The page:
However, Brown returned to a more grounded view of the world when he made an impassioned plea for his $25-billion Bay Delta Conservation Plan, much as he did when he visited the Metropolitan Water District of Southern California earlier in the day.

The plan involves the construction of two tunnels to convey water to Southern California, as well as the reconstruction of the levees in the delta where the Sacramento and San Joaquin rivers meet.


The proposal, Brown said, was the result of more than 1 million hours of work, and “the best that human beings, employing the best science possible, can come up with.”

The plan has been heavily criticized by environmental groups, but Brown said that failing to reconstruct aging levees would assure a future water crisis if they were breached.

“What’s there is a very vulnerable system based on hundred-year-old levees made out of dirt that can collapse, or can suffer onslaught of a torrent of salt water from the bay,” Brown told the MWD board of directors.

“If those break through, because of a storm, extreme water events, rising sea level or earthquake, then that delta conveyance will be full of salt water and not fresh water and that is something affects Los Angeles, it affects farmers … it affects all of Southern California … and it affects Silicon Valley.”

In both appearances, Brown stressed that while droughts were a natural occurrence in California, global warming has amplified the problem. Droughts are becoming worse, as are other severe weather events.

“The heat-trapping gases that our society generates are creating alterations in the fundamentals of our whole atmosphere,” Brown said. “We may have already passed a tipping point.”


Noting that car-loving Californians collectively drive 332 billion miles each year, Brown said the state was taking bold steps to cut greenhouse gas emissions by planning to cut oil use 50% over the next 15 years.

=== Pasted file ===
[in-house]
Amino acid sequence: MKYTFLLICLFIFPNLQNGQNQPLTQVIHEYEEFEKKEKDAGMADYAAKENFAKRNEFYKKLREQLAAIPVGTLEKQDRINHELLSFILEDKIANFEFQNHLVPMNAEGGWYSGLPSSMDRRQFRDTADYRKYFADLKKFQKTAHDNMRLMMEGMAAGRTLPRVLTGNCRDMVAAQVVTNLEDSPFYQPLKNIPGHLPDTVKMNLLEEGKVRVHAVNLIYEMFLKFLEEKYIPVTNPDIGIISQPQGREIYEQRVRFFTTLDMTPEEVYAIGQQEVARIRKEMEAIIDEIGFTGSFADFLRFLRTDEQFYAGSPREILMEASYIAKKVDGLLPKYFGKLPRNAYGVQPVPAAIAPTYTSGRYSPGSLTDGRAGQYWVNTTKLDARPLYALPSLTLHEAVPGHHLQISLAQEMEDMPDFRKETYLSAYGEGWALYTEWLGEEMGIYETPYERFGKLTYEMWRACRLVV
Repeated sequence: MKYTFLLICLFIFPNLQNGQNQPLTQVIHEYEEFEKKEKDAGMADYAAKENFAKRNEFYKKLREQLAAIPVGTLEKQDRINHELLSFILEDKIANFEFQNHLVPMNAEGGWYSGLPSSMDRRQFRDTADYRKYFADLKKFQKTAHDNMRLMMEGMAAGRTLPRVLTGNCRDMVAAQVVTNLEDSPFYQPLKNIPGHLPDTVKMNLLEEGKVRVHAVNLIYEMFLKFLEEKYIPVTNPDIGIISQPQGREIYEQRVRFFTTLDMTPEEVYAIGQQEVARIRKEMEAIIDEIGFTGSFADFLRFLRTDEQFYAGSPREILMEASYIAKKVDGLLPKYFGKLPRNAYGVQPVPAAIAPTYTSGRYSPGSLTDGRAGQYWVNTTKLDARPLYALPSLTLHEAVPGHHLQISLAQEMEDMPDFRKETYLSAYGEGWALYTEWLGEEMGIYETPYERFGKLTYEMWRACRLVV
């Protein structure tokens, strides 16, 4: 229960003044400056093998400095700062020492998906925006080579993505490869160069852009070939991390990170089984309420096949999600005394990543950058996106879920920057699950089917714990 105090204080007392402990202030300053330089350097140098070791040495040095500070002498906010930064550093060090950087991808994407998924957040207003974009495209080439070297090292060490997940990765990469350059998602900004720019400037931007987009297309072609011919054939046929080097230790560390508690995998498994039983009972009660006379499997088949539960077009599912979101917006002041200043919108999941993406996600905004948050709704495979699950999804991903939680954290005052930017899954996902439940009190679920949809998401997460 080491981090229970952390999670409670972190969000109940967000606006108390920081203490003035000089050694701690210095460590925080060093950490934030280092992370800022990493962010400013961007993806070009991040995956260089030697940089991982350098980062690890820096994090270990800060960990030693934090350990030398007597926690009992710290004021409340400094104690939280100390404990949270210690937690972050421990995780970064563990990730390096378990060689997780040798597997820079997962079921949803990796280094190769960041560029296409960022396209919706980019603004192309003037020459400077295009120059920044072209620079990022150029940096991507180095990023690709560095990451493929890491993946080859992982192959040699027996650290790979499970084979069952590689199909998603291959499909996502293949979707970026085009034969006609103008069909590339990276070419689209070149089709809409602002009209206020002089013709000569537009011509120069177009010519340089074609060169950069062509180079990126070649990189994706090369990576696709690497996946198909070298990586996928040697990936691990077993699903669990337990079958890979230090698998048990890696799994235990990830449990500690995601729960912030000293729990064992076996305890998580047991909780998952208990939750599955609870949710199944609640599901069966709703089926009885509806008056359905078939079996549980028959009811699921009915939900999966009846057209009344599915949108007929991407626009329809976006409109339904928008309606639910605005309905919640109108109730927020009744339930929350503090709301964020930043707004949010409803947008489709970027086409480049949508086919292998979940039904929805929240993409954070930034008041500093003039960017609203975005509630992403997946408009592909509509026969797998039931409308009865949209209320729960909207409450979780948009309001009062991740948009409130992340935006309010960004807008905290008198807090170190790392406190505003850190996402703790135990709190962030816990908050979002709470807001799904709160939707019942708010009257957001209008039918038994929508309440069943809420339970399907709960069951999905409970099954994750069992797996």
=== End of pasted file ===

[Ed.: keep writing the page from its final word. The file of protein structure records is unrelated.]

“That’s a very bold move, but it’s what we need if we’re going to reduce greenhouse gases,” Brown said. “The problem is, Californians can’t do it alone. We’re 1% of the climate pollution in the world.”

Also on Tuesday, the State Water Resources Control Board proposed an emergency regulation that would impose tough new water restrictions on some 13,000 property owners along the Russian River and its tributaries.

The proposed restrictions would affect roughly 113 square miles in and around Sonoma County and are aimed at protecting Central California Coast coho salmon and steelhead. Both types of fish are listed as endangered or threatened by federal or state agencies, and severe drought conditions are causing their numbers to decline even further because of low oxygen levels, high water temperatures and stranded pools, officials said.

By prohibiting watershed residents from watering ornamental turf or washing cars at home, among other measures, officials said more water would be made available to the fish.

“We don’t need a whole lot more water, but we have to have some or we’re going to have a big problem,” water board spokesman Tim Moran said.


Landowners who do not comply with the conservation rules or fail to respond to information orders from the board can be fined as much as $500 a day, officials said.

The water board will consider the proposed regulations at its meeting next week. If approved, the regulations could become effective by the end of the month.